Students and community members held a series of events this past weekend to commemorate the two year anniversary of the shooting that took the lives of six University of California, Santa Barbara students on May 23, 2014.
Last year, the lives of the six victims — George Chen, Katherine Cooper, Cheng Yuan “James” Hong, Christopher Michaels-Martinez, Weihan “David” Wang and Veronika Weiss — were celebrated through a trail of glowing orbs leading from Storke Lawn to the now permanent Pardall Tunnel light installation.
On Monday, Blunite — who organized last weekend’s “Lite the Nite” carnival — provided blue tea lights for students to place in decorated bags around the memorial garden. Shuji Nakamura, Nobel Prize-winning UCSB professor and creator of the blue LED, inspired the group’s blue tea lights.
Blunite placed six rolling canvases, each bearing the name of one of the victims, on the memorial garden pathway so that passersby could decorate or write notes. Third-year Eliot Oppenheimer and Kau Collins of Blunite slept outside in the garden on Sunday night to ensure that the exhibit would still be in one piece the next day.
“Artists often solve the problems that people don’t want to acknowledge or face,” said third-year art and theater double major Madeline Berger. “We were lucky to work so closely with the parks and recreation department who allowed us to do something like this.”
The canvases will be placed outside the Associated Students Pardall Center for the remainder of the week to be filled with messages. Blunite members plan to send the canvases, along with an art piece made from the decorated bags, to the loved ones of those lost.
Melissa Barthelemy, a public history graduate student, knelt down Monday afternoon to sign the canvas dedicated to Veronika Weiss. Since her spontaneous decision to collect and preserve the memorial items left in the wake of the tragedy in 2014, Barthelemy has kept in close contact with the families of the victims. She accompanied Chen’s father and the family of Christopher Ross Michael-Martinez as they attended the Blunite event.
Barthelemy, without any personal knowledge of the victims, lead the “We Remember Them” art exhibit to commemorate the one-year anniversary of the shooting last year.
“For the families in general, for them it’s been deeply moving for them to see how much people still care,” Barthelemy said. “One of the moms said it best when she said, ‘This makes me feel less alone in all this.’ They really find it therapeutic and healing to feel that sense of community.”
Earlier that day, approximately 75 dancers, dressed in all-white, performed an Eastern-inspired dance to the vocals of student a capella group Naked Voices and the music of several student musicians on Monday. The Buglisi Dance Theatre’s Artistic Director Jacqulyn Buglisi choreographed the dance.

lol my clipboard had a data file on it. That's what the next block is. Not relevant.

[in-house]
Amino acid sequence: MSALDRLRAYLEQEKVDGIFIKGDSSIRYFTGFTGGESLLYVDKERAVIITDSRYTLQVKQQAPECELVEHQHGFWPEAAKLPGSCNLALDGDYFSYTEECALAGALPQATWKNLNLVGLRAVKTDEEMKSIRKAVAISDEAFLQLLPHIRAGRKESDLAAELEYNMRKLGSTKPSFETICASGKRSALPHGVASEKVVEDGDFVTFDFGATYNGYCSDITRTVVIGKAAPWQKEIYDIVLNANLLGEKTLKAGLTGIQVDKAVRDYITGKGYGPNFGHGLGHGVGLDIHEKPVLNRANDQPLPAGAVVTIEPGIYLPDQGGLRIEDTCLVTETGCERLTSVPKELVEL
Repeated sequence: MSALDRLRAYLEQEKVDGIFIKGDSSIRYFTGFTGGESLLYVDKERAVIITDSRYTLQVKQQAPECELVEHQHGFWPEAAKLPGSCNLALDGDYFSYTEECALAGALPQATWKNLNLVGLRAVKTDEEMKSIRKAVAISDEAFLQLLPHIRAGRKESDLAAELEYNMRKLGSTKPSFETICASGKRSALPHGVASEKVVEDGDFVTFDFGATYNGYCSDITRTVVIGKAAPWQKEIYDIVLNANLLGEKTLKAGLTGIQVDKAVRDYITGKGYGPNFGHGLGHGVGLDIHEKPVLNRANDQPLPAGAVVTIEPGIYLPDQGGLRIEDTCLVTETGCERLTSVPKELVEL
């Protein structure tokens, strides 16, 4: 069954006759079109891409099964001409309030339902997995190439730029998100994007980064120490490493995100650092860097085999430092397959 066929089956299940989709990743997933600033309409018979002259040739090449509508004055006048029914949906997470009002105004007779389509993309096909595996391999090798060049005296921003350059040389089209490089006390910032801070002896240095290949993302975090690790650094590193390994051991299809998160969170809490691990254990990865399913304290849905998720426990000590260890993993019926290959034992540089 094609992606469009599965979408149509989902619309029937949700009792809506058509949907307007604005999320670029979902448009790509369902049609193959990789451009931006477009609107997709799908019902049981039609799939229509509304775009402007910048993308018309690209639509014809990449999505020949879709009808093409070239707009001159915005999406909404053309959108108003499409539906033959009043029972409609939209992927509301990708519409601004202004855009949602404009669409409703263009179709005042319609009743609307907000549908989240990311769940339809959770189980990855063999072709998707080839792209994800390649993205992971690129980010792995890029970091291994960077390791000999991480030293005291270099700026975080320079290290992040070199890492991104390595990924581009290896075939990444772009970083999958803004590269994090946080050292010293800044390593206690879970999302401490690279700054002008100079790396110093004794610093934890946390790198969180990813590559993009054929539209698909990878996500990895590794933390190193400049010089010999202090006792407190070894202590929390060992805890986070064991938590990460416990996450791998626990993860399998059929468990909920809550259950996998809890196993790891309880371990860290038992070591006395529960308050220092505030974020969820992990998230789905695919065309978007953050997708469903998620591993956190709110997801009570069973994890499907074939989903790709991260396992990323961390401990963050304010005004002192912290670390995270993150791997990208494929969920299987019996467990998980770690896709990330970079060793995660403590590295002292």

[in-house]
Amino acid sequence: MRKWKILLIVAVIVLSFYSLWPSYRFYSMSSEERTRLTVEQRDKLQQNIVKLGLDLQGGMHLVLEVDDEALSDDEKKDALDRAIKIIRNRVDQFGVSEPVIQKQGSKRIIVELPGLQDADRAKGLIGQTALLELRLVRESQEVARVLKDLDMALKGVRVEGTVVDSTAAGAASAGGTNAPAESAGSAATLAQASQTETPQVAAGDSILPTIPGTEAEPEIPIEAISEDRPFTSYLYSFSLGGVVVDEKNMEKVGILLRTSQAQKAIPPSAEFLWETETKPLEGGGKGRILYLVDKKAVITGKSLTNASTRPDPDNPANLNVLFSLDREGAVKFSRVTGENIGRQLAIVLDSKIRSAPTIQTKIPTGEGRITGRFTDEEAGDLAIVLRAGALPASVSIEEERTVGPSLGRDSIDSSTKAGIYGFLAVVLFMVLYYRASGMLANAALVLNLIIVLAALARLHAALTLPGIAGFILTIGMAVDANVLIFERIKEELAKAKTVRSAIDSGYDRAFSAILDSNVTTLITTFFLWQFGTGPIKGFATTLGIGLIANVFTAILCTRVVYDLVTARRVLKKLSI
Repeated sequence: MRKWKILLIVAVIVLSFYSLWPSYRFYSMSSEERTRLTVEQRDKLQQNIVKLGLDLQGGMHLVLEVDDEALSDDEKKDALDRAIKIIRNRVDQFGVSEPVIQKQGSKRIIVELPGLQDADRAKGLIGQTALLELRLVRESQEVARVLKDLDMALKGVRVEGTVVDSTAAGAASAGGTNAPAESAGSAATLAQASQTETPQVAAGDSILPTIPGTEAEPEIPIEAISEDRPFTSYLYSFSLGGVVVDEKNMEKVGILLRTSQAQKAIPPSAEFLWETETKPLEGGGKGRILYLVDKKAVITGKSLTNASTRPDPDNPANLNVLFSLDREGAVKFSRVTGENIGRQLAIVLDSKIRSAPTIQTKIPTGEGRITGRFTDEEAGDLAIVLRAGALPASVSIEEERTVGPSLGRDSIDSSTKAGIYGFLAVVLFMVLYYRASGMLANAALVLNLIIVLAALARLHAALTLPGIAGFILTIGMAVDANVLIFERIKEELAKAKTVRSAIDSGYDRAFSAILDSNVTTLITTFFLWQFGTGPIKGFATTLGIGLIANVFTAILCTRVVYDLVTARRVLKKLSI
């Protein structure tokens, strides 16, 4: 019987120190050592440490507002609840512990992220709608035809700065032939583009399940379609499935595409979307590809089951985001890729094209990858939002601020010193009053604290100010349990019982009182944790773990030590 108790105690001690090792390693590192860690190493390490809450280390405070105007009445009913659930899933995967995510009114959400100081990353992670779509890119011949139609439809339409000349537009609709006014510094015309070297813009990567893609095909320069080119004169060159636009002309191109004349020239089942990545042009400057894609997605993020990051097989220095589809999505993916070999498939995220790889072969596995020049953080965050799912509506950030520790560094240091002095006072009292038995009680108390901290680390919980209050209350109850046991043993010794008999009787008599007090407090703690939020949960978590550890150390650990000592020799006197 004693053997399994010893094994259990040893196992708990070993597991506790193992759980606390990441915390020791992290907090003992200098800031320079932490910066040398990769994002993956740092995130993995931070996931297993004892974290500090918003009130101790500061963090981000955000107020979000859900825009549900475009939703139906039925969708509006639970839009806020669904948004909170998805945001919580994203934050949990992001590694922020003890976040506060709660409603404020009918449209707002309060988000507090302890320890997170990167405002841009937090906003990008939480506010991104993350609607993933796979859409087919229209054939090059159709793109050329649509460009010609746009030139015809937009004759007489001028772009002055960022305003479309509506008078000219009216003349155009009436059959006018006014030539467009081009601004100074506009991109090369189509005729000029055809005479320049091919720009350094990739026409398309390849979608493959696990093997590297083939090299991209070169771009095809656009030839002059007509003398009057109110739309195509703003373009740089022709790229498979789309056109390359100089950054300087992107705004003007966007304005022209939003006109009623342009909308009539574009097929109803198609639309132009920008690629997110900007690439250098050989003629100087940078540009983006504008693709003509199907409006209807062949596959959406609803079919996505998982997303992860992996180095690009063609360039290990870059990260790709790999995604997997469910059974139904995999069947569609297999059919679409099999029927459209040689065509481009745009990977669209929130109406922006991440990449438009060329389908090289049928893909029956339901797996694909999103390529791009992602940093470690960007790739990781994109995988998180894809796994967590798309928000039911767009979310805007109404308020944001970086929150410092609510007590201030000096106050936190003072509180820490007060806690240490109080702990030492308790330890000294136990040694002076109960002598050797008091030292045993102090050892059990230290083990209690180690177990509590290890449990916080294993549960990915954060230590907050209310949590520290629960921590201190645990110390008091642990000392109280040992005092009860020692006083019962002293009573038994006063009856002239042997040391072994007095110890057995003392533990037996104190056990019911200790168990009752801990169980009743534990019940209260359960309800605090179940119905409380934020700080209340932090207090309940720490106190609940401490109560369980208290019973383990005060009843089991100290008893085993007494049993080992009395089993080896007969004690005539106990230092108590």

“As they [the dancers] form the peace labyrinth, they will bring up the mandala energy, symbolizing the eternity and continuity of life,” Buglisi said.
Associated Students President Jimmy Villarreal and Graduate Student Association President Aaron Jones led a moment of silence. Hundreds watched from the steps above.
LightWorks, a public arts event spanning for three days, dominated the weekend festivities with light-based art installations representing the work of 17 artists, many of whom are recognized nationally for their work with luminescents. UCSB Professor Kim Yasuda envisioned and led the project’s efforts.
Self-proclaimed “computer geek”-turned-artist John Lawrence created his version of the “Huggatree,” an interactive piece in which passersby can embrace a tree wired with pressure-sensing modules, and watch its roots glow in multiple LED colors.
“Art is really a journey, it doesn’t end where you thought it would end when you started,” said Lawrence, in a presentation given on Thursday, May 19, regarding the creative process behind the piece. “I’m pretty stoked with the way it came out.”
Other pieces included a projected waterfall and lake at People’s Park and a series of colorful images projected onto the student health building. Two UCSB student groups also showcased their work.
Blunite, with the guidance of second-year theater major Mitchell Jakubka, showcased “Luminescent Toran,” a string of lights at the entrance of the memorial garden — planted in memoriam of the victims in the summer of 2015 — for passersby to walk through.
Second-year actuarial science major Annika Tan raised approximately $6,000 from various campus organizations for her Art 122 Physical Computing class’ creation of the light bridge “Luminaria.” After a month of around the clock coding, assembling and waterproofing, Tan and her team lit up the wooden bridge in Anisq’Oyo’ Park. The group plans on making it a permanent installation, and want to exhibit it for June’s pride month with rainbow colors.
As the crowd at Storke Plaza waited in silence on Monday, Kum-Kum Bhavnani, professor of sociology and divisional chair of the Academic Senate, ascended the podium.
“We miss you. We grieve for you and all who knew you,” Bhavnani said. “Fiat lux: let there be light.”
6:03 p.m.: The headline has been updated
This story was originally published at 4:36 p.m.